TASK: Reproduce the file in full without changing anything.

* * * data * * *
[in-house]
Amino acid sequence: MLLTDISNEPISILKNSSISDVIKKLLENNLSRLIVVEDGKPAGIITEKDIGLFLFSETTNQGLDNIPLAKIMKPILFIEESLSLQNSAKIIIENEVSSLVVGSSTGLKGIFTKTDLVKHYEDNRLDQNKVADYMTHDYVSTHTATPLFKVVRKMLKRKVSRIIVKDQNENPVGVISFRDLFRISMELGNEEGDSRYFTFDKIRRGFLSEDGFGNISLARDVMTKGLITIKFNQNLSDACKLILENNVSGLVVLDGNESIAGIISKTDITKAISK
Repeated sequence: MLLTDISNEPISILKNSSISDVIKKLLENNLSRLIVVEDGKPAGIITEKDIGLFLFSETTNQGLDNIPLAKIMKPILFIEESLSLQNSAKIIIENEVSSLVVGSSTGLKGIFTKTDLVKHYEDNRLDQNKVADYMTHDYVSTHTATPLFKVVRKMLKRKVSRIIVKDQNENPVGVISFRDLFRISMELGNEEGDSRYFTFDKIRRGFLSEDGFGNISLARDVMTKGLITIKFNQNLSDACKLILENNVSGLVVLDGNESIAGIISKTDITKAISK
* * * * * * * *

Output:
[in-house]
Amino acid sequence: MLLTDISNEPISILKNSSISDVIKKLLENNLSRLIVVEDGKPAGIITEKDIGLFLFSETTNQGLDNIPLAKIMKPILFIEESLSLQNSAKIIIENEVSSLVVGSSTGLKGIFTKTDLVKHYEDNRLDQNKVADYMTHDYVSTHTATPLFKVVRKMLKRKVSRIIVKDQNENPVGVISFRDLFRISMELGNEEGDSRYFTFDKIRRGFLSEDGFGNISLARDVMTKGLITIKFNQNLSDACKLILENNVSGLVVLDGNESIAGIISKTDITKAISK
Repeated sequence: MLLTDISNEPISILKNSSISDVIKKLLENNLSRLIVVEDGKPAGIITEKDIGLFLFSETTNQGLDNIPLAKIMKPILFIEESLSLQNSAKIIIENEVSSLVVGSSTGLKGIFTKTDLVKHYEDNRLDQNKVADYMTHDYVSTHTATPLFKVVRKMLKRKVSRIIVKDQNENPVGVISFRDLFRISMELGNEEGDSRYFTFDKIRRGFLSEDGFGNISLARDVMTKGLITIKFNQNLSDACKLILENNVSGLVVLDGNESIAGIISKTDITKAISK